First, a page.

Oct. 4 (UPI) -- Exposure to periodontal bacteria may initiate Alzheimer's disease in humans based upon inflammation and degeneration of brain neurons in mice, according to a study.
Researchers at the University of Illinois at Chicago studied the effects of periodontal disease, a common but preventable gum infection, with Alzheimer's, which currently has no treatment or cure. The findings were published Wednesday in PLOS One.
"This was a big surprise," corresponding author Dr. Keiko Watanabe, a professor of periodontics at the UIC College of Dentistry, said in a press release. "We did not expect that the periodontal pathogen would have this much influence on the brain, or that the effects would so thoroughly resemble Alzheimer's disease."
Watanabe noted other studies found a close association between periodontitis and cognitive impairment, "but this is the first study to show that exposure to the periodontal bacteria results in the formation of senile plaques that accelerate the development of neuropathology found in Alzheimer's patients."
In the study, researchers established chronic periodontitis, which is characterized by soft tissue damage and bone loss in the oral cavity, in 10 mice. Another 10 mice served as the control group.
After 22 weeks of repeated oral application of the bacteria, the researchers studied the brain tissue of the mice and compared brain health.
Mice chronically exposed to the bacteria had significantly higher amounts of accumulated amyloid beta as well as more brain inflammation and fewer intact neurons because of degeneration.
Amyloid beta protein and RNA analyses also displayed greater expression of genes associated with inflammation and degeneration in the study group. In addition, DNA from the periodontal bacteria was also found in the brain tissue of mice and a bacterial protein was observed inside their neurons in the study group.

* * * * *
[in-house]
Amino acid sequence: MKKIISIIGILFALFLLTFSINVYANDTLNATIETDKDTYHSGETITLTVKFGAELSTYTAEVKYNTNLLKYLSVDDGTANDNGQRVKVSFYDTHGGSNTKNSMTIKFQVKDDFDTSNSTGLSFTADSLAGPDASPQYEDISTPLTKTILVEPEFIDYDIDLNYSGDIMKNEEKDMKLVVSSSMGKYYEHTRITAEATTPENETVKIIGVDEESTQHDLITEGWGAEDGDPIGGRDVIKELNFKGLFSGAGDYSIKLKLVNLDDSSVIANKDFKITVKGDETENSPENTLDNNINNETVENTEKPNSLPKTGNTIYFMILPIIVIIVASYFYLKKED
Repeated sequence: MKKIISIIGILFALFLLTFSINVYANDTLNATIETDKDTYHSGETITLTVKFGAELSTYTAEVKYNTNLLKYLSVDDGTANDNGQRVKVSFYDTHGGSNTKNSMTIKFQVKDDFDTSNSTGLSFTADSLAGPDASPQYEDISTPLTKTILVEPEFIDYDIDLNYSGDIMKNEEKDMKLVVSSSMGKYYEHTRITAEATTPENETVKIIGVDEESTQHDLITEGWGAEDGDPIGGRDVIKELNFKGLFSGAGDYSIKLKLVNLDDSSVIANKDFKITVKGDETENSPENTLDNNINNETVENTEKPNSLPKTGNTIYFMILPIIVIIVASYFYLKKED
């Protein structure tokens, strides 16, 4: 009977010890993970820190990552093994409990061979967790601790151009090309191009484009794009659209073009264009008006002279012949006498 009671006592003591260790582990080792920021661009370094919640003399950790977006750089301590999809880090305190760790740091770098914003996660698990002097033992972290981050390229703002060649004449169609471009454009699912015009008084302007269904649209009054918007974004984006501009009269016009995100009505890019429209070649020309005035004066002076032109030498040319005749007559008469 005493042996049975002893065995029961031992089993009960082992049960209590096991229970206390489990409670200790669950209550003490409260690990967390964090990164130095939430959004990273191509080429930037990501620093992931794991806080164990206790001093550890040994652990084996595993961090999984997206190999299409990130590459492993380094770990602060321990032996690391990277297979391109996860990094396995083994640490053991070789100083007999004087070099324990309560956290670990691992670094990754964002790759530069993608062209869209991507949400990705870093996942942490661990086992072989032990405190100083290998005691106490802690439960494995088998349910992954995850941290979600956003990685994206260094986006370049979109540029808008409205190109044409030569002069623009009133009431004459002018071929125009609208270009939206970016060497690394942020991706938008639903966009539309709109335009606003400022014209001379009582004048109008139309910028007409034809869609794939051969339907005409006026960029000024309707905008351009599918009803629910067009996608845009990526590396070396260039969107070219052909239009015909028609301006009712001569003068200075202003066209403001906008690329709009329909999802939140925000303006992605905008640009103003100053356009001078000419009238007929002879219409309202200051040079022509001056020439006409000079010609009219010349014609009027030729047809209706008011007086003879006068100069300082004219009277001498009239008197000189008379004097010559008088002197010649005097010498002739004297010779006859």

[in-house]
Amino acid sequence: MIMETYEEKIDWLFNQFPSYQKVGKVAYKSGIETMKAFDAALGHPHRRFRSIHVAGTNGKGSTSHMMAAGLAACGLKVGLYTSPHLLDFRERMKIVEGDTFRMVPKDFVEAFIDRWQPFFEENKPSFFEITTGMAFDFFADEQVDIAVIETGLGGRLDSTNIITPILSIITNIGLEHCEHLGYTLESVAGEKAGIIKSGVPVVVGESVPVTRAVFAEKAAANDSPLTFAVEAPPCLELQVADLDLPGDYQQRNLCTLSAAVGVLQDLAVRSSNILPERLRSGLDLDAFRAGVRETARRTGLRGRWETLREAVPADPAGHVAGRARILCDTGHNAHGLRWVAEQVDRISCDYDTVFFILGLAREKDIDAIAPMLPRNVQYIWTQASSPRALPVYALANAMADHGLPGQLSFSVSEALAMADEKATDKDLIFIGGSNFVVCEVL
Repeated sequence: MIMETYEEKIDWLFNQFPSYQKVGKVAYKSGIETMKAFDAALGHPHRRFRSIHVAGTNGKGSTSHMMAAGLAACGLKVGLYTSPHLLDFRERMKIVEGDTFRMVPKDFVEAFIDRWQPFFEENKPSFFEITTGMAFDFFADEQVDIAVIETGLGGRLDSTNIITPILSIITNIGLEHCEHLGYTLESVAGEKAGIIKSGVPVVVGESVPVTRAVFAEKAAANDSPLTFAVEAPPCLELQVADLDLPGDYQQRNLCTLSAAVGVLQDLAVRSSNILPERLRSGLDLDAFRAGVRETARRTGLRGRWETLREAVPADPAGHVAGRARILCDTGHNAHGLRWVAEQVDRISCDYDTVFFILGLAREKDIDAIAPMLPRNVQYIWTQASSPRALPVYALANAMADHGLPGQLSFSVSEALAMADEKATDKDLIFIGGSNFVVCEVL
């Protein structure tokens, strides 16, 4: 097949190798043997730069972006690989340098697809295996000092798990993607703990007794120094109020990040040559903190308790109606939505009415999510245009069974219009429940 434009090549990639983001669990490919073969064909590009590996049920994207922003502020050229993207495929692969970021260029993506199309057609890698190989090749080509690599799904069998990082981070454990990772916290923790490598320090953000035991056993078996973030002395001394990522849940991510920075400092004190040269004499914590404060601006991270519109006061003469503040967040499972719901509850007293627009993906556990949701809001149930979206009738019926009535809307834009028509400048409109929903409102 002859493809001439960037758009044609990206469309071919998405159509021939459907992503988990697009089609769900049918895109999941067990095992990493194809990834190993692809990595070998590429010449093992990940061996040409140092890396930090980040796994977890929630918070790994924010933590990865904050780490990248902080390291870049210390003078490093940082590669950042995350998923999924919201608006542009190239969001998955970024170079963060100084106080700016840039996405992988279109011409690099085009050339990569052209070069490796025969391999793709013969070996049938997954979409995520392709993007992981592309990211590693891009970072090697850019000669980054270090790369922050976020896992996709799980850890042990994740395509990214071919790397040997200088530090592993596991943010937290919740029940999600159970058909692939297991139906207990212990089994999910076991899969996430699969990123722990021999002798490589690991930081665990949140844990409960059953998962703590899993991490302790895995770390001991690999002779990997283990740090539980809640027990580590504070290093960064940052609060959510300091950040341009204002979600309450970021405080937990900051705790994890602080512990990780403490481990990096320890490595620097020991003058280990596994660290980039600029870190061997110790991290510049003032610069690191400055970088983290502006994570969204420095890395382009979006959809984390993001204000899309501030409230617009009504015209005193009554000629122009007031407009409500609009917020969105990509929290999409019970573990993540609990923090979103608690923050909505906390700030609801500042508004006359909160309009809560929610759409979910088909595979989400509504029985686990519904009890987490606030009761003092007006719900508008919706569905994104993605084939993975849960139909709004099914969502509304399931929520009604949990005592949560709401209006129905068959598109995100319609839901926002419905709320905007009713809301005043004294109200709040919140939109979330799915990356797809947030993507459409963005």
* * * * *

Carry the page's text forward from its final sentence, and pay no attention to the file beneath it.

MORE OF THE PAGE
"Our data not only demonstrate the movement of bacteria from the mouth to the brain, but also that chronic infection leads to neural effects similar to Alzheimer's," Watanabe said.
She said using the wild-type mice makes a difference compared with transgenic mice, which are genetically altered to more strongly express genes associated with the senile plaque and enable Alzheimer's development.
"Using a wild-type mouse model added strength to our study because these mice were not primed to develop the disease, and use of this model gives additional weight to our findings that periodontal bacteria may kick-start the development of the Alzheimer's," Watanabe said.
The researchers hope these study results can lead to treatments.
In the meantime, better oral hygiene can reduce risk.
"Oral hygiene is an important predictor of disease, including diseases that happen outside the mouth," she said. "People can do so much for their personal health by taking oral health seriously."